Route 40 -

Trip Start Jan 01, 2008
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80
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Trip End Dec 29, 2008


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Flag of Argentina  ,
Sunday, November 9, 2008

After this all too brief indulgence of luxury it was back to Route 40. (Clive has driven it and truly does now have the T-shirt - see photos). Route 40 is a legend in Argentina much as Route 66 is in the USA. Many Argentines using it as a challenge be it hiking, cycling, or motor biking the whole length.

Here are some facts :
1. It is the longest road in Argentina (over 5000km/3000miles long)
2. It starts at sea level and goes higher than 5000 meters higher.
3. It crosses 18 national parks, 18 major rivers and connects 27 Andes passes.

Route 40 has kilometre markers all along the way which show how far you are from the end of the road and give a reference point for those who live in the wilderness. It is long notorious for its lengthy unpaved stretches (the government had pledged to tarmac it by 2007, but in 2008 our experience is that they have not reached this target, despite all the marketing to say that they "are on track to complete , this task".

Along the way there are signs showing just how many kilometres are left before you reach the end of the road.   Clive posed by some of these with his special Route 40 T-shirt.

As we drive we see some wild desert foxes right by the roadside (not much larger than a domestic cat).  The villages along the road are often just a couple of adobe homes.

One place we stopped to see was a village called Molinos, which was noted for its adobe houses. However we got there and found a lovely church and a beautiful courtyard house of major historic interest which has now been turned into a hotel. As it now the afternoon and siesta time, the whole place was deserted which only added to the charm.

We also stopped at a working finca which had their own private church which housed two 300 year old mummies.

As we travelled along Route 40 the road was mostly just dust and gravel and occasionally just to tarmac. It was always a relief to find the tarmac. The car, black when we started, was so dusty that it was difficult to know what colour it was. In one village a young girl was so impressed by the dust she drew her finger along the length of the car until she came face to face with Clive sitting at the steering wheel eating his lunch.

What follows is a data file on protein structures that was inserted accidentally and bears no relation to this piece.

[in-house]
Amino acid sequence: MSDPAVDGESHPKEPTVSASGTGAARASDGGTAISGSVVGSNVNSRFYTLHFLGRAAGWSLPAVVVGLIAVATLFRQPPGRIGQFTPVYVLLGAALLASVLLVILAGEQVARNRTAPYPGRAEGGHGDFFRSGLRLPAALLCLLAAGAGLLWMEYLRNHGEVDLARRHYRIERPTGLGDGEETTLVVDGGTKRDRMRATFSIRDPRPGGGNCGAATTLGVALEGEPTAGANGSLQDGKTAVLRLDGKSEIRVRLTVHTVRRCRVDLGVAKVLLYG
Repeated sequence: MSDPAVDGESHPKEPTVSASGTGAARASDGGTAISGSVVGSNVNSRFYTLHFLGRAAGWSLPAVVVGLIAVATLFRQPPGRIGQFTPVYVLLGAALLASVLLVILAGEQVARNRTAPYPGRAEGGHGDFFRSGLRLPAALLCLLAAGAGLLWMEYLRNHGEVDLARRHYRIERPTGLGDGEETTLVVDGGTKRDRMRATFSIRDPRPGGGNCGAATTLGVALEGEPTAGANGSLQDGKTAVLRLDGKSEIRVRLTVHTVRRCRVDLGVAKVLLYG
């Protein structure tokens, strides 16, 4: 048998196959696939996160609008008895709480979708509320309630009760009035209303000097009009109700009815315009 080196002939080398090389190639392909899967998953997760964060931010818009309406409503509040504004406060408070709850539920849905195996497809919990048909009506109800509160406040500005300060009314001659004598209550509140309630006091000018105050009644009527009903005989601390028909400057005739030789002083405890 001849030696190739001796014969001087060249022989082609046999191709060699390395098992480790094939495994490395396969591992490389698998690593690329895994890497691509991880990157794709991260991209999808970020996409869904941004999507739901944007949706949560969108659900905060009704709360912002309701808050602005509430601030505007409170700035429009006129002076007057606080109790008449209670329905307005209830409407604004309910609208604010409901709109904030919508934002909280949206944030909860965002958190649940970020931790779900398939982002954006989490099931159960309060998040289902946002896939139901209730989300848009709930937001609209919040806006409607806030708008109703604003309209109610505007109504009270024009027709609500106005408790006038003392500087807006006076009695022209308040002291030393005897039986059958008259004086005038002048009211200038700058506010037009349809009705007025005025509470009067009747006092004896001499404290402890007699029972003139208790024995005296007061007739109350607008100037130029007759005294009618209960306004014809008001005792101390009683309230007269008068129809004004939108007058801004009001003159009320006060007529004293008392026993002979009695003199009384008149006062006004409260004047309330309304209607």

Sometimes the road was so narrow that the bends on the hills were a leap of faith.

Having thought we had seen every variation of rock and mountains know to man, we entered the landscape where The Empire Strikes Back was filmed.  Clive got creative with the black and white photography and we ended up with a huge number of photos (not all shown here!).

Our final night was spent in Cafayate, which is popular with Argentines and foreign tourists alike mainly I guess, because it is the heart of the wine growing region in the north-west and it is possible to visit the Bodegas (at a price) for some wine tasting. I have to say we were not too struck on this town, everything seemed so overpriced and mediocre compared to the rest of our road trip. However the last day of driving was once again though more stunning scenery with many unusual rock formations.   In the main plaza at Cafayte there seemed to be a gathering of vintage cars, all renovated.  

Eventually on our way back to Salta we begin to pass through some more "normal" scenery and we stopped for lunch in a small town called Colones. Up until now, we seemed to hit every bit of civilisation at "siesta time" but here we stopped in the main square and happened upon a mobile Empanada stall, basically a wood fire oven on wheels. We ordered 6 empanadas de carne which are a bit like mini Cornish pasties and although Clive is Cornish by birth, even he agreed that these were the best he had ever tasted - praise indeed!

Along the way back to Salta we were stopped at one of the ubiquitous police roadblocks. Until now we had been waved through most of them, apart from the one near the salt flats where, unfortunately, I had left some caked salt crystals on the back seat which the policeman asked to see. Fortunately he realised that these we salt and not crack cocaine!

When we were stopped this time Clive wound down the window the policewoman asked (or so Clive thought) if we had any "carne"  ie meat. Clive looked around for any sandwiches containing meat and then started to explain that we did not have any meat with us.  Suddenly it dawned that she was asking to see his "carnet"  ie license/registration. The woman realised our mistake about the same time and, in fits of laughter, waved us on. Lost in translation yet again!!
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